Regional meet on food security timely

A four-day conference bringing together farm researchers and experts from the Great Lakes region and beyond, opened in Kigali, yesterday, to take stock of food security challenges in the region and chart the way forward to help revolutionise the agricultural sector. The gathering could not have come at a better time, considering the continued food crisis across the region, particularly in parts of Eastern Africa.

A four-day conference bringing together farm researchers and experts from the Great Lakes region and beyond, opened in Kigali, yesterday, to take stock of food security challenges in the region and chart the way forward to help revolutionise the agricultural sector.

The gathering could not have come at a better time, considering the continued food crisis across the region, particularly in parts of Eastern Africa.

Only last week, Action Aid released a report dubbed, ‘HungerFREE Scorecard’, which examined the vulnerability and preparedness of 28 developing countries with regard to food security and climate change.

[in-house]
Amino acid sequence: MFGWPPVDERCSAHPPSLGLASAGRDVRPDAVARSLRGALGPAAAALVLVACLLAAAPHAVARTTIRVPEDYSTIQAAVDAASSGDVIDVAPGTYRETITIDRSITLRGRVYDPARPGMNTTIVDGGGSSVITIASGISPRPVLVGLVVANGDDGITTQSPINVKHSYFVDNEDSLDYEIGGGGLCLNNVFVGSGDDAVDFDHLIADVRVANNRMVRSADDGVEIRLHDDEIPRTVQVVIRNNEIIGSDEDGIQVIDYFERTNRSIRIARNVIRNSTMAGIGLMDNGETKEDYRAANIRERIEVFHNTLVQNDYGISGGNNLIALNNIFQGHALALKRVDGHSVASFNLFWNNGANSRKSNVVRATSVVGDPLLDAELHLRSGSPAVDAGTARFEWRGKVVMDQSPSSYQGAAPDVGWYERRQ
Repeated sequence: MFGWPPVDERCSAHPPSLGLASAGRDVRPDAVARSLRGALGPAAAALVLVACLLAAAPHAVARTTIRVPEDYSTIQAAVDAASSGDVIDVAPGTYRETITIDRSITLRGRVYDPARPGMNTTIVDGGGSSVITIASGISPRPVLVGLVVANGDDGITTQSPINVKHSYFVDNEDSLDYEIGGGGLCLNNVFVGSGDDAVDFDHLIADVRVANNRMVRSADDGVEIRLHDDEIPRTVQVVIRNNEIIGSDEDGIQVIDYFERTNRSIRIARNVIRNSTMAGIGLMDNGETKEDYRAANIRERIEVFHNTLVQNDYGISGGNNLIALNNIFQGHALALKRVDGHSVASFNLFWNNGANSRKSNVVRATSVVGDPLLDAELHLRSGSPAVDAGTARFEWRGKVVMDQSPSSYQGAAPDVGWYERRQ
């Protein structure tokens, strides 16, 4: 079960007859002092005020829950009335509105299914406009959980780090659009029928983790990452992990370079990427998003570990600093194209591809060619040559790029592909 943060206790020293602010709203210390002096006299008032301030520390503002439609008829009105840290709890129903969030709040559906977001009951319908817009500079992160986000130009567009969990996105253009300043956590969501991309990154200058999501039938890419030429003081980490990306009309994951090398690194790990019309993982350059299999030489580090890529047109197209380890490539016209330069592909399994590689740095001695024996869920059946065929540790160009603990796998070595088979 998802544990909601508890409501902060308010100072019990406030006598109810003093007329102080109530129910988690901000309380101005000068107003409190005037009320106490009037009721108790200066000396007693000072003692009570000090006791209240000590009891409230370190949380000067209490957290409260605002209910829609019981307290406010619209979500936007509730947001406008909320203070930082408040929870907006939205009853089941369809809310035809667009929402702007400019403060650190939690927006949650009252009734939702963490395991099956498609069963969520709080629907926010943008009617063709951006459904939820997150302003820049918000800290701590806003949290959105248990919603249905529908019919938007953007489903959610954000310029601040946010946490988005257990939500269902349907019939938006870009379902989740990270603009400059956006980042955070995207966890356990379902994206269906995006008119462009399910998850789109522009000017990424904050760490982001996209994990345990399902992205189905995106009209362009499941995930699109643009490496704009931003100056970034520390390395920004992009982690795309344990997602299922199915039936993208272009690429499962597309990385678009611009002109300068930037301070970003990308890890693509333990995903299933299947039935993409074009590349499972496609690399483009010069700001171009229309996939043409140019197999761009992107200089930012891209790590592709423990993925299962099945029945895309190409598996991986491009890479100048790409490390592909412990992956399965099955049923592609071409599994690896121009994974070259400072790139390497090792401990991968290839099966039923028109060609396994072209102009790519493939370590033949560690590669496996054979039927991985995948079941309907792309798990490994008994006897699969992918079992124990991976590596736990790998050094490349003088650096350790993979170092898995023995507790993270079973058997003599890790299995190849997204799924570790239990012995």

All the three countries at the heart of the Great Lakes region were among those assessed, with the Democratic Republic of Congo topping the list of the sampled countries as the most vulnerable, followed by Burundi. With regard to capacity and preparedness, Rwanda ranked third after Brazil and Malawi.

That a region highly recognised as a potential bread basket for the rest of the continent remains vulnerable to food shortages and hunger is cause for serious concern.

Through the Crop Intensification Programme, Rwanda has devised strategies to ensure not only food security, but also become a food-exportiing nation. However, more remains to be done to translate policies into real harvests.

Countries in the sub-Saharan Africa, too, will need to redouble their efforts and make the most of their relatively fertile soils, by employing latest technologies in agriculture. They need to honour their promises to put at least 10 percent of their annual budgets into the agricultural sector.

This will not only help avert food shortages in the future but will also check prices, while, at the same time, transforming the lives of small scale farmers, who constitute the majority of the population.

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